How vaccination refusal is harming our children
After Andrew Wakefield’s fraudulent study in 1998, about the supposed link between autism and the MMR vaccine, study after study has proven that there is absolutely no link between MMR and autism. Following the controversy (and the subsequent retraction of the ‘study’, alongside the removal of Wakefield’s license to practice medicine) most parents began to trust the research and start vaccinating their children again. The programme of vaccinations in the USA was so successful that it almost completely eradicated whooping cough – until now.
There is a concerning rise in the numbers of parents who are now refusing to vaccinate their children (and this is part of the 95%+ people who are medically fit to have the vaccine). According to an NHS survey last year, 92% of children received the MMR vaccination, down from over 93% in previous years. The target rate to prevent diseases spreading in a community is 95%, which accounts for the dramatic increase in measles and whooping cough outbreaks in both the UK and the USA. Indeed, vaccination refusal has been attributed to several high profile outbreaks (such as last year’s Disneyland outbreak) and a recent survey funded by the NIH found a direct correlation between the rise of measles and whooping cough (two preventable diseases) caused by those who refused to vaccinate their children.
There is a tendency for some to think that the vaccination poses a higher risk to the child than the illness does. For over 95% of the general public, who are medically fit to have the vaccine, this isn’t the case. The vaccines are thoroughly tested and, according to the NHS, most people surveyed have little or very mild side effects after having the MMR vaccine. On the other hand, preventable diseases such as measles can lead to serious complications, including pneumonia and inflammation of the brain (encephalitis). A survey conducted by the World Health Organization reported that 'In 2008, there were 164,000 measles deaths globally – nearly 450 deaths every day or 18 deaths every hour.' This brings me onto my next point.
Some people are unable to have vaccinations, due to a compromised immune system or other condition, which means that they are more at risk of catching the disease. By parents refusing to vaccinate their ‘healthy’ children, they are putting others at risk who cannot be vaccinated - not just here in the UK, but anywhere where the unvaccinated person may travel to in the future. We are lucky in the UK: key vaccinations for children are free, freely available and regularly tested. Some communities do not have access to the vaccinations to be able to have a choice.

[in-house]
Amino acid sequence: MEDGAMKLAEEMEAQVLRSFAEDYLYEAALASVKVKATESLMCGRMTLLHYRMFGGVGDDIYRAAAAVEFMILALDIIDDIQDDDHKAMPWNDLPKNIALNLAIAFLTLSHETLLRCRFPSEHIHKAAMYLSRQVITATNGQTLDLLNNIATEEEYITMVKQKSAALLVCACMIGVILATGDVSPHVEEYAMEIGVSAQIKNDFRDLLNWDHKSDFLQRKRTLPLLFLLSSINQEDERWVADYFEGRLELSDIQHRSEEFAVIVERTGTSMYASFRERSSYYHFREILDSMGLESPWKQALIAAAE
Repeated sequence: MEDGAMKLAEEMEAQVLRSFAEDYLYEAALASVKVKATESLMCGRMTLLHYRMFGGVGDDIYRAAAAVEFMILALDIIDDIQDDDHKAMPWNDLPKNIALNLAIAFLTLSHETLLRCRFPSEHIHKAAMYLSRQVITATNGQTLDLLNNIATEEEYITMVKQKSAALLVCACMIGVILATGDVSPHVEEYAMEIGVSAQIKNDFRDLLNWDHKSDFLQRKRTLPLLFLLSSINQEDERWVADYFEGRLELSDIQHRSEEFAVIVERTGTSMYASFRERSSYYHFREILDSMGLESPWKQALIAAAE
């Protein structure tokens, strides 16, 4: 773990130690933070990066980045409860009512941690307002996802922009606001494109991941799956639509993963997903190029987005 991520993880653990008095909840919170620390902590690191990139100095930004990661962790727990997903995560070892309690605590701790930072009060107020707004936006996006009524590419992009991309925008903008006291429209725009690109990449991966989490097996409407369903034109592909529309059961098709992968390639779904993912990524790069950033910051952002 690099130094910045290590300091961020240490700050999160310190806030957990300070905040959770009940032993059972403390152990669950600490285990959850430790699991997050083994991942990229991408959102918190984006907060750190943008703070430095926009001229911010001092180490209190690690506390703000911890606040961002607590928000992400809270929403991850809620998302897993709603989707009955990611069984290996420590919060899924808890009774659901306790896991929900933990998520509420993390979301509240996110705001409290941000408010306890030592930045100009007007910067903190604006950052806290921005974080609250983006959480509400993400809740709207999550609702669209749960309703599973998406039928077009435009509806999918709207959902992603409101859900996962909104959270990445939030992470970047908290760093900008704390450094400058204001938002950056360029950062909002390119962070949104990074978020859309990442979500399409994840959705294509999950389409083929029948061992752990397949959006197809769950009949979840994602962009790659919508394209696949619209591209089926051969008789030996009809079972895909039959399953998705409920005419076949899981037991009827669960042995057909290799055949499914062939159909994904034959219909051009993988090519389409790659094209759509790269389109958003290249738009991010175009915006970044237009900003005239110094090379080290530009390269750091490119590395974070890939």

By not vaccinating the children who are recommended and medically fit to have the vaccine, it means the so-called ‘heard immunity’ is compromised, which protects those who cannot be vaccinated for age or health reasons. This allows preventable diseases to enter a community, putting both children and adults at risk. No vaccine is 100% effective, but by offering it to a large number of people it will reduce the likelihood of the disease getting a foothold in the community, and can even eradicate the disease in an area.
It’s difficult to see the reason in parents’ arguments against vaccinating their children when faced with such compelling evidence. It’s an alarming trend, where the so-called ‘worried well’ are putting others at risk – not least their own children. After my partner’s parents refused to vaccinate him as a child he spent many miserable weeks battling preventable diseases which came his way. His mumps could have made him infertile and measles could have led to pneumonia. But he was one of the lucky ones, who is thankfully still here to tell the tale of why he wished he had been vaccinated.
What do you think? Why are some parents still unhappy about vaccinating their children? Should parents have the choice, or are they making the wrong choices for their children who don’t have a say? Join the discussion on Facebook and don’t forget to share your views in our latest online paid survey at Opinion Outpost - where it pays to have your say.